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I am in market for a new server and I require heavy disk iops. Our retailer is offering an IBM BLADE HS22 with dual Xeons, but limited to RAID0/1. For some reason the only SSDs he can offer me are 50GB drives for 1000$ each. I am considering buying 2 Crucial C300 256GB and setting up a RAID1 configuration.
So: Viability, pros, cons, should I, should I not?
Keep in mind we need this in a rush, processing power is OK, but lots of random disk IO, especially DB lookups. 256GB is enough for the foreseeable future, but just barely, so no option for Intel's 160GB.

Any suggestions and alternatives are very welcome. I am a lead software engineer by profession, and not by any means new to computers in general, but unfortunately I am new to configuring servers.

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Wait - your are buying a blade to install consumer grade SSDs? –  pfo Apr 12 '11 at 20:07

5 Answers 5

up vote 3 down vote accepted

This question seems a bit off. I mean no offense in any way, but are you aware that blade servers require a proprietary blade enclosure and other infrastructure to be present?

If you're using blades, I would expect you to also be using a Fibre Channel SAN or similar for your storage. If so, then you should probably stay with your SAN for your storage needs. If you're not using blades in a power-dense datacenter (most likely together with a SAN), why are you picking a blade server -- regular rack servers are generally cheaper for very small deployments, and have more storage options.

If you want to use an SSD, you absolutely can. Big +1 to Littleman's suggestion to use an enterprise-grade SSD which is designed and built for heavy I/O -- and not a desktop SSD which are typically built for <10GB writes per day. It would seem strange to purchase an (expensive) IBM blade server, and then put a consumer SSD in it (which BTW isn't certified by IBM).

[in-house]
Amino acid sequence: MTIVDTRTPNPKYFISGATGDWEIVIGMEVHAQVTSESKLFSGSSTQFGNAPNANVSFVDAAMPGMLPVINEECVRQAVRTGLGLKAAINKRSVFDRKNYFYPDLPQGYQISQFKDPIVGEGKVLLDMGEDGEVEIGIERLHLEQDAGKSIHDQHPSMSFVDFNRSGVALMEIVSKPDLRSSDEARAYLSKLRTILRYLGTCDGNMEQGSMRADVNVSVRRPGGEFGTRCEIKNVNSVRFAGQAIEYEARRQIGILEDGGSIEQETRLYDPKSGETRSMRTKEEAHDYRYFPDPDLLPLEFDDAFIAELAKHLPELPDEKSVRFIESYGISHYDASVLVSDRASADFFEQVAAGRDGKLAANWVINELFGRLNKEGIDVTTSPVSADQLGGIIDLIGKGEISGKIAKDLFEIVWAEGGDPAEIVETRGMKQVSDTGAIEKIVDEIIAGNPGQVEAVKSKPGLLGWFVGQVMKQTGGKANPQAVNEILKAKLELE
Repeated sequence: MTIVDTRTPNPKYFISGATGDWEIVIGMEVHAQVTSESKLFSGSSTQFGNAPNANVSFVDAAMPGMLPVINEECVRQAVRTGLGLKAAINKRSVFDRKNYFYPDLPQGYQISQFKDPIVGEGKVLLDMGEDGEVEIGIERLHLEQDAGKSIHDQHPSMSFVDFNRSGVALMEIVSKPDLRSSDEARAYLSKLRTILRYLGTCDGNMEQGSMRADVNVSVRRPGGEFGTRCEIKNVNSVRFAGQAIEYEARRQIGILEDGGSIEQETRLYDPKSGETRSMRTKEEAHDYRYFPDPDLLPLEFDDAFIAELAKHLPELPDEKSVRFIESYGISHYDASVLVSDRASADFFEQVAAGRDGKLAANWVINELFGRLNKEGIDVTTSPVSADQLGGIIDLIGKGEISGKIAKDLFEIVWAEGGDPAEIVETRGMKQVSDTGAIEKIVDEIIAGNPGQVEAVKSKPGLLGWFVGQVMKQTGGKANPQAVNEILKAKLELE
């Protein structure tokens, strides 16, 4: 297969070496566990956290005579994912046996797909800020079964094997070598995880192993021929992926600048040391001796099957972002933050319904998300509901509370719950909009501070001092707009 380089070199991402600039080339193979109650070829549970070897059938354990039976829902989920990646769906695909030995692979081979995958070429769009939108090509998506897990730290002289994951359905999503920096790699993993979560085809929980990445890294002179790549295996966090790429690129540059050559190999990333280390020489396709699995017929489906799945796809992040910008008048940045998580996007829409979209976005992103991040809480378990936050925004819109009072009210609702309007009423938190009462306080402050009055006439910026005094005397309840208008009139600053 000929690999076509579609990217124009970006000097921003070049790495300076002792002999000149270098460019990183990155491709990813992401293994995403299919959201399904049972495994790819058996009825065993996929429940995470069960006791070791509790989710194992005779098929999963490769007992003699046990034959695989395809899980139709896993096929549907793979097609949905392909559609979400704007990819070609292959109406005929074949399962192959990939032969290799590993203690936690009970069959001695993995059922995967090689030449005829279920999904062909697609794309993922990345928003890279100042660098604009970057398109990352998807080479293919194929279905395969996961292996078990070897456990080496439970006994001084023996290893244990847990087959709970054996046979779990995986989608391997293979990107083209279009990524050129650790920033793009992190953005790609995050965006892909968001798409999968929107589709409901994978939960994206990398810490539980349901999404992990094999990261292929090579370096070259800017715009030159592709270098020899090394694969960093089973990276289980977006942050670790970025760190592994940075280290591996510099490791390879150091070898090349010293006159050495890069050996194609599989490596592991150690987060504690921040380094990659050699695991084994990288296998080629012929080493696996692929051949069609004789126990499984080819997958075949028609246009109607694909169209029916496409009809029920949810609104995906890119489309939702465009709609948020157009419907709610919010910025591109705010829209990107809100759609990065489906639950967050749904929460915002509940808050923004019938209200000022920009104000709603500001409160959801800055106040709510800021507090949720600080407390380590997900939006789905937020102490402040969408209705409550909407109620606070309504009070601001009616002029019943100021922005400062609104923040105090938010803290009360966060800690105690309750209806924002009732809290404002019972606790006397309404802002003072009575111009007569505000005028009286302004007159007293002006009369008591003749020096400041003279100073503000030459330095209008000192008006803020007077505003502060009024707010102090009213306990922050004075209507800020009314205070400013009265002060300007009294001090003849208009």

Good choices in enterprise SSDs include:

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You raise good questions. Like I said, this isn't my area of expertise, but unfortunately has fallen to me. Blades is what we use and it sort of came by default. I'll reconsider our options. –  ssteinberg Apr 12 '11 at 21:11

If you're buying a production server and you really need the performance, I would try and get an enterprise level SSD which means SLC NAND flash. The Crucial drive you mention is a consumer drive using MLC flash. A quick search shows that Micron has the RealSSD P300 in a 200GB version. Seagate makes an SLC enterprise drive called the Pulsar in a 200GB version (Anandtech's review). SLC is more reliable than MLC and will last much longer (it's also usually faster). So if your usage profile is heavy on the IOPS, I'd go for SLC. It still might run you a couple thousand dollars per drive. If you're looking to save money, I'd skip the RAID1 for now and see if you really need that extra read performance in practice. Also, keep in mind that the 200GB drives I mentioned both have 256GB of flash but reserve some for "spare area for cleaning/garbage collection/bad block allocation" (quote from Anand) so you may not get all 256GB from the Crucial drive (bit-tech's review of that drive says 17.8GB is reserved for those purposes).

Bottom line: I would say not. Try to get an SLC drive. Really though I don't know your limiting factor. Is it budget? Is it capacity? Is it performance? What's most important? The answer could change based on your priorities.